This creationists bring up ‘transition fossils” even though this has been seen. Or “actually see evolution happen” even though this has been seen. Or “the chances of an airplane being built from random parts in a hurricane”. Ad infinitum.

Here it is “how can it be snowing if the world is warming”. Or “It’s a conspiracy.” Or “scientists are lying.”

Hey, denialists, asked two years ago and answered. Try something new. 

It won’t happen because what defines  denialists is denying. It is fascinating I guess, to watch people again and again fall  into the same irrational argument, totally couched in pseudo-rationaities.

But it is not helpful at all.

A rational argument I can agree with

Semana de Vacunación en las Americas 2014 - Paraguay 

Anti-vaccination alarmists are no strangers to bad math
[Via Daily Kos]

Anti-vaccination hysteria isn’t just a set of wild conspiracy claims, it’s become a big business. And like any business, the business owners aren’t about to close up shop in the face of facts. Indeed, they don’t view recent press on the topic as a a setback, they see it as an opportunity to pitch their debunked claims to a whole new audience. Among those long debunked claims now cropping up anew is this is one, laid to rest by Mark Chu-Carroll at Good Math, Bad Math:

[T]here’s a paradox that some antivaccine people use in their arguments. If you look at an outbreak of an illness that we vaccinate for, you’ll frequently find that more vaccinated people become ill than unvaccinated. Therefore, they say, it’s not the fault of the unvaccinated. We’ll look at the math to see the problem with that.

Mark’s post is well worth reading in its entirety. But here’s the short version in non-medical terms: imagine 100,000 seat belt users and 100 non seat belt users are involved in identical rollover collisions. If a thousand seat belt users are killed and 25 non seat belt users are killed, then 97.5 percent of those killed were wearing seat belts! Does this mean buckling up is more risky? No, in fact it means the opposite. In this hypothetical illustration, non seat belt wearers were 25 times more likely to be killed.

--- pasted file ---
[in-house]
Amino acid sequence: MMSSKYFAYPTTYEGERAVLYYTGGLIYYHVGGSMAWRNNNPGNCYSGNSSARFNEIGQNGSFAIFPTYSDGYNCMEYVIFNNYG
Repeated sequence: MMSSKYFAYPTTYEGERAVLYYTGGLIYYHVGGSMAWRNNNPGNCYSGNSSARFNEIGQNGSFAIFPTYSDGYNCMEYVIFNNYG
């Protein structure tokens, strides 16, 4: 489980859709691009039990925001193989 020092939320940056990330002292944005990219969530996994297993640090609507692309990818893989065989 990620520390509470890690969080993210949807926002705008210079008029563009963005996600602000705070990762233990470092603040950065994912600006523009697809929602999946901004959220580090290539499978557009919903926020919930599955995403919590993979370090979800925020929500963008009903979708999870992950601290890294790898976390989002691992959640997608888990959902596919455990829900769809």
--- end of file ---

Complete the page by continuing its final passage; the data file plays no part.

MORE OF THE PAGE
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Math alway as outs those who cannot make a logical argument and rely on ‘gut’ reactions. Denying reality is the resort of those trying to maintain their Cargo Cult worlds.

Anti-vaxxers are making the choice to put others who are weaker at risk, as well as costing all of us a lot of money dealing with epidemics. With Colorado having vaccination rates below herd immunity levels, it will get worse.

Stay away from Colorado: Under-vaccinated state likely to become disease-ridden soon.

 Measles and Scarlet Fever

State With Lowest Rate Of Vaccinated Kids Proposes Bill To Make It Even Worse
[Via ThinkProgress]

As the United States grapples with a widespread measles outbreak that originated from an unvaccinated woman’s visit to Disneyland, lawmakers have started to discuss potential policies that could prevent the future spread of infectious diseases. California lawmakers, for instance, have introduced a measure that would make it harder to parents to opt out their kids from recommended vaccines.

But other states are taking the opposite approach. Colorado — which has the highest rate of schoolchildren who have not been immunized in line with federal guidelines — is proposing a measure that would underline parents’ rights to turn down vaccines.

According to the Centers for Disease Control and Prevention (CDC), just 82 percent of children in Colorado have gotten the two-dose vaccine that protects against measles. That’s far below the national average of 95 percent, as well as below the threshold needed to achieve herd immunity, which hovers around 94 percent. And certain parts of the state are even worse. Some school districts in Western Colorado have undervaccination rates five times higher than the state average.